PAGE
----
“In today’s fast-paced, highly competitive and specifically-skilled workplaces, increasingly the key differentiator is the ability of managers to shift the balance of thinking. Either through being ‘too nice’ or through trying to maintain the illusion of being in control, the vast majority of managers do too much thinking for their team members.’ This locks the managers into spending far too much time at least one level below that which their organisation employed them to be at. Worse still, it creates an unhealthy level of dependency and prevents their team members from developing skills, knowledge and resilience. Today’s effective managers recognise the difference between being able to cause someone to think through an issue as opposed to giving or leading them to an answer to their issue. The more that managers can shift the balance, causing their team members to do a greater share of the thinking around all relevant issues, they will find themselves with more independent, resilient, capable and ultimately higher performing team members.”
One of the UK's leading figures in sport and performance, Dr Steve Ingham has been integral to the development of Britain as an Olympic Superpower. He is the author of the best-selling 'How to Support a Champion: The art of applying science to the elite athlete’.
Steve thinks it is critical that we should establish where we put our efforts before spending them. Businesses should take the time to find out which “key area will give them the greatest performance return on investment”.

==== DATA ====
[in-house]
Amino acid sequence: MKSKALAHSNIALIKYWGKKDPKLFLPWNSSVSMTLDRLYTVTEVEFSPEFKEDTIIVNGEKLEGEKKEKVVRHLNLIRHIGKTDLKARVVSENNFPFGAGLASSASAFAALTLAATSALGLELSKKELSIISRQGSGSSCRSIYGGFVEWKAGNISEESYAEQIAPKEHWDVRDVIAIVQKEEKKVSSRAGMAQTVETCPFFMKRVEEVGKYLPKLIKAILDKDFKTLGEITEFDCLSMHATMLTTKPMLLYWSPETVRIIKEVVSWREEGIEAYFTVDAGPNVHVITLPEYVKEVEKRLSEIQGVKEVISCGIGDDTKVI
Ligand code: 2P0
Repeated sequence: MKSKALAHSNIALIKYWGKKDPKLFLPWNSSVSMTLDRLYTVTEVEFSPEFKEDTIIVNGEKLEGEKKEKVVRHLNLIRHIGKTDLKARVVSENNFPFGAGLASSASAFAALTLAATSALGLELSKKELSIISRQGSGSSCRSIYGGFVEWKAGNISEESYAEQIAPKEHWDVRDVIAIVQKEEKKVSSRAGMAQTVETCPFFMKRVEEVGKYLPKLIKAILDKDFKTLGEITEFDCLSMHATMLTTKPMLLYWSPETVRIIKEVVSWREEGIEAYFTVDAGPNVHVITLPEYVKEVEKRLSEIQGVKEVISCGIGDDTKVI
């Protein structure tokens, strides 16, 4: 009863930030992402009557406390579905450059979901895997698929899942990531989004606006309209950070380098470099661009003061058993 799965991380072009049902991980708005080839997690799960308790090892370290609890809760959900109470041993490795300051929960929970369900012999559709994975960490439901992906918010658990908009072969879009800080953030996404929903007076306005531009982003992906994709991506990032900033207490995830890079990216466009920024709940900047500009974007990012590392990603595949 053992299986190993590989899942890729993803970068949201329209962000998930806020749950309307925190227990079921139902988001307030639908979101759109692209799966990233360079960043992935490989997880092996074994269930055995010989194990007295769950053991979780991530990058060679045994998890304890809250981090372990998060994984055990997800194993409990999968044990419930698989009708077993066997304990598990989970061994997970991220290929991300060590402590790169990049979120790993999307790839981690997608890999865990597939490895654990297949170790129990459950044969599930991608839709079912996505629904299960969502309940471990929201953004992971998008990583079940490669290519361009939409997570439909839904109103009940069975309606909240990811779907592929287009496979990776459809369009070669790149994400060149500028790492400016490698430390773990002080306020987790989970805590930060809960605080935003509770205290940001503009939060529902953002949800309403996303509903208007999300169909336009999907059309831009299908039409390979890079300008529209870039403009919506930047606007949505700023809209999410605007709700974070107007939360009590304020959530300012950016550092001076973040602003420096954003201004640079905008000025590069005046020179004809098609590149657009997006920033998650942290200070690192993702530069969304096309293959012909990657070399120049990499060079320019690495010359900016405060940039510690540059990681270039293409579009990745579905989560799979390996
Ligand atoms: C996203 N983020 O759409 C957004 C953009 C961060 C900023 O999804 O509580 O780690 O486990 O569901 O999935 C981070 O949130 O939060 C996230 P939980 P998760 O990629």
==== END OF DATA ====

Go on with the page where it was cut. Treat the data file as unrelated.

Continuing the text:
Sometimes an even harder aspect of top performance is maintaining it.
“There are two major aspects of sustaining performance that we develop” Steve explains.
“First is the recognition that what gave you early success, might not be the same process to follow for future success or increasing performance. It is a difficult trap for Olympic champions to fall into, that the training that led them to standing on top of the podium, will deliver results in four years’ time. To ensure clarity of thinking we support high performers and teams by regularly reviewing what they do (a high-performance MOT) and to establish quality de-briefing methods for performers in their formative stages of development. By the time someone reaches a peak, open-mindedness to adapting is then better preserved.
The second feature is developing resilience, to cope with the losses, the setbacks and mistakes and to turn them into opportunities to learn and strive forward. Resilience is often this nebulous term that is thought to be the preserve of the super-humans, but there is so much that people can learn to practice that can enable them to thrive.”
“If leaders fail to invest time into creating a performance mindset, then they simply won’t get as much out of their teams.”
Develop a performance mindset.
Steve also offers his advice to managers in business;
“I've learned that if leaders fail to invest time into creating a performance mindset, then they simply won’t get as much out of their teams. There is always a temptation to fill meetings with more content - focussing on the 'what we are doing'.
Where we have found problems in the teams supporting elite performers, where there has been blame, lack of empathy, disparate goals and low engagement - this is often distinctly separate from the 'what' and more about the 'how'. Therefore, if you want to get the best out of teams, if you are truly results focused then you need to prioritise the development of empathy, mindset, psychological safety and trust as the bedrock of performance.
We went on this mission heading towards the London 2012 games and found that the industries that do this well and make no apologies for it are those where the cost of getting teamworking wrong is human lives - so we learnt from these industries and apply this thinking to supporting the elite athletes and now businesses.”